A while loop (main loop) is needed to not only hang the main thread, but to enable updating the graphics and logic every frame. Using the debug screen, it is necessary to print every frame for it to stay visible if clearing the screen. If the screen is cleared and something is printed only once, it will just show 1 time and disappear. That means anything you print before the main loop will not persist unless the program hangs after the printing. To circumvent this, bolster the print commands at an appropriate time in the main loop. Calling printf("\n") will go to the next line. It is possible for text to be overwritten between the printf() calls, as the printf() starts from the same position each time on the X axis. There is internal workings that track the location of the symbol drawing system. Before drawing anything, top left of the screen to print all the information again. The pspDebugScreenSetXY(0, 0) will modify where the internal cursor will operate. Before the use of the debug screen, it needs to be initialized. A proper place to do this is before the main loop, using pspDebugScreenInit().

There are a few things that need clarified about the main loop. The first is that it updates every frame at a frame rate. The second thing is that it needs to cut into something called vblank. VBlank stands for vertical blank. The description on why this is necessary goes back to console hardware. See VBlank on wikipedia for more information on vblank. The short story is the program will get graphical bugs writing to the pixels as they are being read from. One of the bugs is tearing.

The isRunning() function from ../common/callback.c will be used to keep the main loop active. This returns the flag to determine if the game should start to exit or not. Entering the vblank at the start of the main loop would be best practice, although if at the end, the very first frame (one single frame) will have graphical issues. Due to the speed of rendering, it won't be noticeable to the human eye or attention span.

Any dynamic text is problematic. For example, drawing a 20 char string of characters and drawing a 5 char string on the same line will overlap, and look like the first 5 chars of the 20 char string was replaced and the other 15 chars were never deleted. Any text drawn will stay on the screen. To circumvent this, clear the screen each frame before drawing with pspDebugScreenClear(). This call belongs after the vblank line and before printing occurs.

main.c

		pspDebugScreenInit(); // initialize the debug screen
		while(isRunning()) { // while this program is alive
			sceDisplayWaitVblankStart(); // wait for vblank
			pspDebugScreenClear(); // clears screen pixels
			pspDebugScreenSetXY(0, 0); // reset where we draw
			printf("Hello World!"); // print some text
		}

The MakefileEdit

Allowing the computer to edit the Makefile for you is problematic when it comes to the programmer understanding what is going on, especially if they don't have experience with Makefiles. It is important to follow the common practices the article demonstrates. It is beyond the scope of this article to explain the Makefile's working mechanics, but since it is a do or not work situation, it is required to be explained with some instance of thoroughness.

Create a new file called Makefile in the root of the hello_world project folder. Do not add any extension. Add the necessary code.

Makefile

TARGET = hello_world
OBJS = main.o ../common/callback.o

INCDIR = 
CFLAGS = -O2 -G0 -Wall
CXXFLAGS = $(CFLAGS) -fno-exceptions -fno-rtti
ASFLAGS = $(CFLAGS)

LIBDIR =
LIBS =
LDFLAGS =

EXTRA_TARGETS = EBOOT.PBP
PSP_EBOOT_TITLE = HelloWorld

PSPSDK=$(shell psp-config --pspsdk-path)
include $(PSPSDK)/lib/build.mak

The Makefile you create will include another Makefile supplied by PSPDEV. The Makefile the programmer creates only instructs what the later Makefile does. If adding libraries to the project, they need to be listed under LIBS. The library files will be in pspsdk/psp/sdk/lib folder. If not stored in the lib folder, the libraries should in the project folder. If supplied -l before the library, one can drop lib and the .a extension from the library. liblua.a turns out to be -llua. Any compilation unit used needs to be added under OBJS. In this article, main.o and ../common/callback.o are the compilation units used and they need to be added to the Makefile OBJS. The PSP_EBOOT_TITLE should match with what was supplied in the program's call to PSP_MODULE_INFO. The project folder's name should match to TARGET.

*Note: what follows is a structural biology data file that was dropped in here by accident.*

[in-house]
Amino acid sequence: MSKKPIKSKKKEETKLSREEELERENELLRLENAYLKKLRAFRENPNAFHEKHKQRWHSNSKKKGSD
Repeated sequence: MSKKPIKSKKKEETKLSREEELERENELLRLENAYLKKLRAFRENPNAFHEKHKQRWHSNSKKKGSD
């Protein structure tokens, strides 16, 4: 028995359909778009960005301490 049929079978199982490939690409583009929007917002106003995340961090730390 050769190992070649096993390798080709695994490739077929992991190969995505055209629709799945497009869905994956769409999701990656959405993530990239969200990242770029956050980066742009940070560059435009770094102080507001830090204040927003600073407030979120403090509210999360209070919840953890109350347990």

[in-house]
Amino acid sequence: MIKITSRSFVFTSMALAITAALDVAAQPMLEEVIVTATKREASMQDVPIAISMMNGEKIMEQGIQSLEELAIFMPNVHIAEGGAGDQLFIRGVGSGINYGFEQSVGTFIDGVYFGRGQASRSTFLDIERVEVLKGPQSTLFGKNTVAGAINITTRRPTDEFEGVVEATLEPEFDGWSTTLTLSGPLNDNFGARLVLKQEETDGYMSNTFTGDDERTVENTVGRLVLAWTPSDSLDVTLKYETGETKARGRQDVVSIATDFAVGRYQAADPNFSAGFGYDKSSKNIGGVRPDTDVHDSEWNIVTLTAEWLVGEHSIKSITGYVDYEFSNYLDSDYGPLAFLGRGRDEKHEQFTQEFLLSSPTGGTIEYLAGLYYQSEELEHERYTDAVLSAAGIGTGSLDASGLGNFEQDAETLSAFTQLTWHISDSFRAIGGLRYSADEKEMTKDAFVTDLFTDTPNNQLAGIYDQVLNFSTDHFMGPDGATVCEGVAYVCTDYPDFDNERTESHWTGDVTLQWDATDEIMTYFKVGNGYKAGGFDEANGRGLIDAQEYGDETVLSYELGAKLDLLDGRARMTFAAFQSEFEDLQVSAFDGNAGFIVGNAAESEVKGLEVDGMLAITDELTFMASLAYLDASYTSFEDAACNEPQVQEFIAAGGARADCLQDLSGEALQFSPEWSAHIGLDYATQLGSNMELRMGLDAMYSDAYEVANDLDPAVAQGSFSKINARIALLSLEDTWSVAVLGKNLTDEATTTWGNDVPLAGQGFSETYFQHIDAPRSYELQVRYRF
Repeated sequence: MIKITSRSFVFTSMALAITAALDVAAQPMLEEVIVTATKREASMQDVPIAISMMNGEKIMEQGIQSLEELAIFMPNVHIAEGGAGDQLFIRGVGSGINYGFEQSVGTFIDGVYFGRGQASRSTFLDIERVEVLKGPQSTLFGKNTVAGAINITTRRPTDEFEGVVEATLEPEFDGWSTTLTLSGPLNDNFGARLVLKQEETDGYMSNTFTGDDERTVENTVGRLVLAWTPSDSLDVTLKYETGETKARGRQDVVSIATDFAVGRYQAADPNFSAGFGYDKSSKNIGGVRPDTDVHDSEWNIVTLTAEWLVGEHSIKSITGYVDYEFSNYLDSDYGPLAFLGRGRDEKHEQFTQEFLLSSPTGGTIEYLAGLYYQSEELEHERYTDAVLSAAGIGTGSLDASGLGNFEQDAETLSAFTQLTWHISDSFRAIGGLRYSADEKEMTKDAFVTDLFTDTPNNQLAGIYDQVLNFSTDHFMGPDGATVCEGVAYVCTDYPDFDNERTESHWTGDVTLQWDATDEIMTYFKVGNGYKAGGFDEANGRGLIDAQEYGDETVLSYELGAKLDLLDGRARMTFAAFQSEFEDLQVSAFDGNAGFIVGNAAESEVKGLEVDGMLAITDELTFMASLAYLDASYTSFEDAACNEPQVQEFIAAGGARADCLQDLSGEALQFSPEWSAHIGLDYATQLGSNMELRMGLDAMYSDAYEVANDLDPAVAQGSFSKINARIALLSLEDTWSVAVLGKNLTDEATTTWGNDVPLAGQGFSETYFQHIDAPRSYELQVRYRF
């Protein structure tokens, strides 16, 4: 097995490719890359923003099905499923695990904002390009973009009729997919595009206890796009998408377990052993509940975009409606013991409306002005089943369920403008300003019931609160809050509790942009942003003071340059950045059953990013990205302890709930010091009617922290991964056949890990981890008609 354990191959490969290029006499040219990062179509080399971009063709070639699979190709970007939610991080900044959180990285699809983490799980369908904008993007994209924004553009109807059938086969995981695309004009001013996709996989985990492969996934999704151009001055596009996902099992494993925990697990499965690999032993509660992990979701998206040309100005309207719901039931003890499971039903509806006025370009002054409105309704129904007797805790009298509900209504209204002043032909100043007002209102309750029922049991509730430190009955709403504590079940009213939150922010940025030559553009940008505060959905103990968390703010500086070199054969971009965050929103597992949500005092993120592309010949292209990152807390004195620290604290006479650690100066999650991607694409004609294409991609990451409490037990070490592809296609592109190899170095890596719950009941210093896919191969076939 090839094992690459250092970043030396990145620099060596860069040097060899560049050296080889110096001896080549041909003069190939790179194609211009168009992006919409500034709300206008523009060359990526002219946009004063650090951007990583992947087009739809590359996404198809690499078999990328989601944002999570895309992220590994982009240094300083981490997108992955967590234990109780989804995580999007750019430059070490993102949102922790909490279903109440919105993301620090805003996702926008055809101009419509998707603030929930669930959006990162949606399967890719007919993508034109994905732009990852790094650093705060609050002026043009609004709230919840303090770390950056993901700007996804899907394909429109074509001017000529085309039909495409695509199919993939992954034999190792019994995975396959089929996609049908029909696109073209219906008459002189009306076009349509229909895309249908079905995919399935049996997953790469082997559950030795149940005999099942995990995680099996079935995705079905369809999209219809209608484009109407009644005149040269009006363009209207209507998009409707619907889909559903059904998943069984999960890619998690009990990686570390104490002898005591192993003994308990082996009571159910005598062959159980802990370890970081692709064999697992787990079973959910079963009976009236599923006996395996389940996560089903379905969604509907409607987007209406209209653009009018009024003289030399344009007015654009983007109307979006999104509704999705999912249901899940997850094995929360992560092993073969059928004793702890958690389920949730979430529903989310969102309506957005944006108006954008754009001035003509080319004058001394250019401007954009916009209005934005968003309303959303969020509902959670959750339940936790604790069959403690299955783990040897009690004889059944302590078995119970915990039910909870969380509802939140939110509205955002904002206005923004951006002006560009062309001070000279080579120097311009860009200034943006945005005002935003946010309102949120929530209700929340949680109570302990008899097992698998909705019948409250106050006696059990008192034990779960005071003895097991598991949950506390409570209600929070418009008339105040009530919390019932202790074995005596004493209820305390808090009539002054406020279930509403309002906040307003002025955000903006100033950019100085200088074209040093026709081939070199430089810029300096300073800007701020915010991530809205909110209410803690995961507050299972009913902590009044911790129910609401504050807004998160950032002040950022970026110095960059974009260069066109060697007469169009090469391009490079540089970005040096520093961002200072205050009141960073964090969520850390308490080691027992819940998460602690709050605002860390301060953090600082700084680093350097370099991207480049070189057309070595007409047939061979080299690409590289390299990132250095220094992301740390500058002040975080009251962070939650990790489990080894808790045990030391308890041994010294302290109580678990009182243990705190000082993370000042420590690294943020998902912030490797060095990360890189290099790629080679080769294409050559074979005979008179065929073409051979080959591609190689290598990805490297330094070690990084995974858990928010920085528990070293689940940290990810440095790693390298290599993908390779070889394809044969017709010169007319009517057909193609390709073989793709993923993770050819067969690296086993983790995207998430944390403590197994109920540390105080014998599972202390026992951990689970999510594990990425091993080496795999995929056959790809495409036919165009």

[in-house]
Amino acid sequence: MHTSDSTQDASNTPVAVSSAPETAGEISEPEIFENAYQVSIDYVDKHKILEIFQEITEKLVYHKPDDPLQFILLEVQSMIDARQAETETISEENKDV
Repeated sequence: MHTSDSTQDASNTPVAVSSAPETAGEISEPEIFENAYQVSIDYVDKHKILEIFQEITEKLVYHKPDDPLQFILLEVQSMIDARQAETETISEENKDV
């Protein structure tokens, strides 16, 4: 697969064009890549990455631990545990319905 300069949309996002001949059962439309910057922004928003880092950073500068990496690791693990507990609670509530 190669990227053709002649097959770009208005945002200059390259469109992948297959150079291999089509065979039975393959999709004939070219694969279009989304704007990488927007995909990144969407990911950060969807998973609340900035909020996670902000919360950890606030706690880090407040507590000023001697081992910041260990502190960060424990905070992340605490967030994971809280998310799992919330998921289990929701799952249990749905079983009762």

BuildingEdit

A EBOOT.PBP file is needed to run on PPSSPP or the PSP. An EBOOT.PBP is the PSP's executable file. If any compilation errors occur, the programmer will need to fix them before one is generated. EBOOT.PBP files are generated from a variation of ELF files.

  1. Navigate to project folder in cmd or terminal
  2. Execute "make EBOOT.PBP"

Using PSP-GCCEdit

A Makefile will automate the build process. Below is the basic actions it does. If on Linux, translation of the -I and -L switches will be needed, as this points to a typical windows install directory. To get this path correct 100% of the time, a tool called psp-config is available. Try using psp-config -p and append it with /include for -I and /lib for -L.

psp-gcc -O0 -g3 -Wall -I. -IC:/pspsdk/psp/sdk/include -L. -LC:/pspsdk/psp/sdk/lib -D_PSP_FW_VERSION=150 -c *.c -lpspdebug -lpspdisplay -lpspge -lpspctrl -lpspsdk -lc -lpspnet -lpspnet_inet -lpspnet_apctl -lpspnet_resolver -lpsputility -lpspuser -lpspkernel

psp-gcc -O0 -g3 -Wall -I. -IC:/pspsdk/psp/sdk/include -L. -LC:/pspsdk/psp/sdk/lib -D_PSP_FW_VERSION=150 -o raw_eboot.elf *.o -lpspdebug -lpspdisplay -lpspge -lpspctrl -lpspsdk -lc -lpspnet -lpspnet_inet -lpspnet_apctl -lpspnet_resolver -lpsputility -lpspuser -lpspkernel

psp-fixup-imports raw_eboot.elf
mksfo 'XMB_TITLE' PARAM.SFO
psp-strip raw_eboot.elf -o strip_eboot.elf
pack-pbp EBOOT.PBP PARAM.SFO NULL NULL NULL NULL NULL strip_eboot.elf NULL
  1. Compile all the files into objects
  2. Link all objects and libraries into an .elf file
  3. Create a .SFO file for XMB use
  4. Strip the .elf file to shrink size and reduce redundancy
  5. Create an EBOOT.PBP file, which houses additional XMB information (see pack-pbp --help)

TestingEdit

Method 1

  1. Navigate to where EBOOT.PBP is
  2. Launch PPSSPP via command line or terminal, supplying an absolute path

Method 2

  1. Open PPSSPP
  2. Drag the EBOOT.PBP into PPSSPP

Method 3 (Windows only?)

  1. Drag EBOOT.PBP on the PPSSPP executable

Method 4

  1. Open PPSSPP
  2. Go to file
  3. Go to load
  4. Find and oepn the EBOOT.PBP

Working ExampleEdit